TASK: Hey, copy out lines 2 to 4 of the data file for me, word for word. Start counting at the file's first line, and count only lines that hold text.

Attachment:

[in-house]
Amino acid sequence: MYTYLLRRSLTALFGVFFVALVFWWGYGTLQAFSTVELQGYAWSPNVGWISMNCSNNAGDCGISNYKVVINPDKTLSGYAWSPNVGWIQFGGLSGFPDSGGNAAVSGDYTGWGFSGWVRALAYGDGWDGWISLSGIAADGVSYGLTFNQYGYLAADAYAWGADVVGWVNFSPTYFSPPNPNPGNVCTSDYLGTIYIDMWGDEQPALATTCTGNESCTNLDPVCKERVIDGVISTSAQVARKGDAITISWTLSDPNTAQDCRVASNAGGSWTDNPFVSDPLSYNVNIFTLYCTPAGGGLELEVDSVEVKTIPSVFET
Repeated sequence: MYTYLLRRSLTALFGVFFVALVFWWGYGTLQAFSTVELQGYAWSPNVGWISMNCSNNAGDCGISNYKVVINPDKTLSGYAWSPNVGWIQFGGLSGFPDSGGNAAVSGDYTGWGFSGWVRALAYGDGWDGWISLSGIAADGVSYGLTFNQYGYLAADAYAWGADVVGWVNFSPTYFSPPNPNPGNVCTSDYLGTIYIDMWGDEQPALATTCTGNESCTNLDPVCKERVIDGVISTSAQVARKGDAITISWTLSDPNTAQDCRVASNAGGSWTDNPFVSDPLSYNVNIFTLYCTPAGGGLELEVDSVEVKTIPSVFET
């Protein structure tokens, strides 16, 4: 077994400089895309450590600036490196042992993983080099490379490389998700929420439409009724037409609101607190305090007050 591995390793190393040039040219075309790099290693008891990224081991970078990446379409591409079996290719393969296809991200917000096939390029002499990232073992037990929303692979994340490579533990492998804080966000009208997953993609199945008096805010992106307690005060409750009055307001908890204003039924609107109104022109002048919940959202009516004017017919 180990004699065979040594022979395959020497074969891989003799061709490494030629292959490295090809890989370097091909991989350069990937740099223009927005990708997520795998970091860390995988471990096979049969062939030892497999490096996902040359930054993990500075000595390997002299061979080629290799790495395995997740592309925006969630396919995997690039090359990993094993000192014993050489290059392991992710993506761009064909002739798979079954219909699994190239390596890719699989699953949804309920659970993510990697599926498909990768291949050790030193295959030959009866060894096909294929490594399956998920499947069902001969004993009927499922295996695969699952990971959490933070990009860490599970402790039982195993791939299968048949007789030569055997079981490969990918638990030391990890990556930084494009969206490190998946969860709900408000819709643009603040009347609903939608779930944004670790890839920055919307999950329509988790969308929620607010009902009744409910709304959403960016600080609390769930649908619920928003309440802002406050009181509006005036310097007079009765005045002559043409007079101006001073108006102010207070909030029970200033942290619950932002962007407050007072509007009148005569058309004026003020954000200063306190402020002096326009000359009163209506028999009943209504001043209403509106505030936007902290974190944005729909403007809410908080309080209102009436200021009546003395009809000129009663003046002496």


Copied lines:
Amino acid sequence: MYTYLLRRSLTALFGVFFVALVFWWGYGTLQAFSTVELQGYAWSPNVGWISMNCSNNAGDCGISNYKVVINPDKTLSGYAWSPNVGWIQFGGLSGFPDSGGNAAVSGDYTGWGFSGWVRALAYGDGWDGWISLSGIAADGVSYGLTFNQYGYLAADAYAWGADVVGWVNFSPTYFSPPNPNPGNVCTSDYLGTIYIDMWGDEQPALATTCTGNESCTNLDPVCKERVIDGVISTSAQVARKGDAITISWTLSDPNTAQDCRVASNAGGSWTDNPFVSDPLSYNVNIFTLYCTPAGGGLELEVDSVEVKTIPSVFET
Repeated sequence: MYTYLLRRSLTALFGVFFVALVFWWGYGTLQAFSTVELQGYAWSPNVGWISMNCSNNAGDCGISNYKVVINPDKTLSGYAWSPNVGWIQFGGLSGFPDSGGNAAVSGDYTGWGFSGWVRALAYGDGWDGWISLSGIAADGVSYGLTFNQYGYLAADAYAWGADVVGWVNFSPTYFSPPNPNPGNVCTSDYLGTIYIDMWGDEQPALATTCTGNESCTNLDPVCKERVIDGVISTSAQVARKGDAITISWTLSDPNTAQDCRVASNAGGSWTDNPFVSDPLSYNVNIFTLYCTPAGGGLELEVDSVEVKTIPSVFET
């Protein structure tokens, strides 16, 4: 077994400089895309450590600036490196042992993983080099490379490389998700929420439409009724037409609101607190305090007050 591995390793190393040039040219075309790099290693008891990224081991970078990446379409591409079996290719393969296809991200917000096939390029002499990232073992037990929303692979994340490579533990492998804080966000009208997953993609199945008096805010992106307690005060409750009055307001908890204003039924609107109104022109002048919940959202009516004017017919 180990004699065979040594022979395959020497074969891989003799061709490494030629292959490295090809890989370097091909991989350069990937740099223009927005990708997520795998970091860390995988471990096979049969062939030892497999490096996902040359930054993990500075000595390997002299061979080629290799790495395995997740592309925006969630396919995997690039090359990993094993000192014993050489290059392991992710993506761009064909002739798979079954219909699994190239390596890719699989699953949804309920659970993510990697599926498909990768291949050790030193295959030959009866060894096909294929490594399956998920499947069902001969004993009927499922295996695969699952990971959490933070990009860490599970402790039982195993791939299968048949007789030569055997079981490969990918638990030391990890990556930084494009969206490190998946969860709900408000819709643009603040009347609903939608779930944004670790890839920055919307999950329509988790969308929620607010009902009744409910709304959403960016600080609390769930649908619920928003309440802002406050009181509006005036310097007079009765005045002559043409007079101006001073108006102010207070909030029970200033942290619950932002962007407050007072509007009148005569058309004026003020954000200063306190402020002096326009000359009163209506028999009943209504001043209403509106505030936007902290974190944005729909403007809410908080309080209102009436200021009546003395009809000129009663003046002496």